The World Resources Institute has produced a range of resources focused on the use, overuse and management of our global forests. There are some info graphics, as shown below, but the main draw of the website is the maps, charts and graphs.
The first map I will be using in class is the Forest Atlas of Equatorial Guinea to show where there is active logging across the country. This information can be used to make decisions about priority areas for protection, or areas where ecological surveys need to take place. The area of biodiversity under threat can also be measured.
This database also has information on climate, energy, food, water, cities, governance and business. Explore it for yourself here.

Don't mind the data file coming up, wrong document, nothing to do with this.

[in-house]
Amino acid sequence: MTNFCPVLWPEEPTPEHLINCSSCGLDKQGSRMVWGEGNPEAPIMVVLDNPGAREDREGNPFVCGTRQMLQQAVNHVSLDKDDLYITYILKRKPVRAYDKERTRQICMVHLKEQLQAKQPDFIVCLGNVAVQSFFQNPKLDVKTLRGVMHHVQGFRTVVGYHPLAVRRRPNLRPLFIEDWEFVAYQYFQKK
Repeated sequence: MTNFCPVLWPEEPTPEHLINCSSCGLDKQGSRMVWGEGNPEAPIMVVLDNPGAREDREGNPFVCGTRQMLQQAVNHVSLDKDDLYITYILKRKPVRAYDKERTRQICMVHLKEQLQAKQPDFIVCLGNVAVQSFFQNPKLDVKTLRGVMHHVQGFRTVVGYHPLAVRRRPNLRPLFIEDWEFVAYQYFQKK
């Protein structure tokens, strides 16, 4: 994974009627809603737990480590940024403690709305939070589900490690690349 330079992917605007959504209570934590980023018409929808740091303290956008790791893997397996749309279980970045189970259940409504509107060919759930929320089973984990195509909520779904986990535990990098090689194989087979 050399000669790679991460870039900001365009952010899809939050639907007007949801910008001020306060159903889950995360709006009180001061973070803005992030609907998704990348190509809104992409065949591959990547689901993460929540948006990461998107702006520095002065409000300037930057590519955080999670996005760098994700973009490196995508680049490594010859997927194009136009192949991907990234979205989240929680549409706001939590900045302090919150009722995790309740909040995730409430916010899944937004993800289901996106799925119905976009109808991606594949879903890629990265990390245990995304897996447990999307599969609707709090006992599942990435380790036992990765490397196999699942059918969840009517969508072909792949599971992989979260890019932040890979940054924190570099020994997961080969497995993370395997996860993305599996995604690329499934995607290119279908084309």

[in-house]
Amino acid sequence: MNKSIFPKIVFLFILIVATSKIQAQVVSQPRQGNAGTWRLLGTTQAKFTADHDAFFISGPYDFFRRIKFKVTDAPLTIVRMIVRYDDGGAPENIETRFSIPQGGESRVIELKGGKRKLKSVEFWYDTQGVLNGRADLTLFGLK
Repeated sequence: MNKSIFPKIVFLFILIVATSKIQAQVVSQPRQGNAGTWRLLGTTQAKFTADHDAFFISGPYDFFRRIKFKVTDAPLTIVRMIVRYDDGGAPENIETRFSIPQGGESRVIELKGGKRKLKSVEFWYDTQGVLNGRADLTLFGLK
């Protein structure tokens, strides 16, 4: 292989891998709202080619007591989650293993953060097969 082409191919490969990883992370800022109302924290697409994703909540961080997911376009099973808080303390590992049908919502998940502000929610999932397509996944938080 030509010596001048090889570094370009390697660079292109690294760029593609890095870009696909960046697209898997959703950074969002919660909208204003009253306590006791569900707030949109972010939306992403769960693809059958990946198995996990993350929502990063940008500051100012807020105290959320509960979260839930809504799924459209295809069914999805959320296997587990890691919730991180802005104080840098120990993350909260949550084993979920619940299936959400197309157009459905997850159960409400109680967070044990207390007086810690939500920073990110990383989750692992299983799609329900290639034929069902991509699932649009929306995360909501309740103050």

Today is the launch of World Resources Institute's Global Forest Watch, there is a launch in two hours and this can be followed with the hashtag #gfwlaunch
Global Forest Watch (GFW) is according to the website 'a dynamic online forest monitoring and alert system that empowers people everywhere to better manage forests'. The mapping application unites satellite technology, open data, and crowdsourcing to guarantee access to timely and reliable information about forests, providing near-real time, reliable, and actionable data about what is happening in forests worldwide.
The GFW application helps by informing a range of people from concerned citizens, government leaders, buyers and suppliers of sustainable forest products about when and where are forests cleared and who is responsible.
Below is an image of hillside deforestation in Rio de Janeiro. Image via Wikimedia Commons (Alex)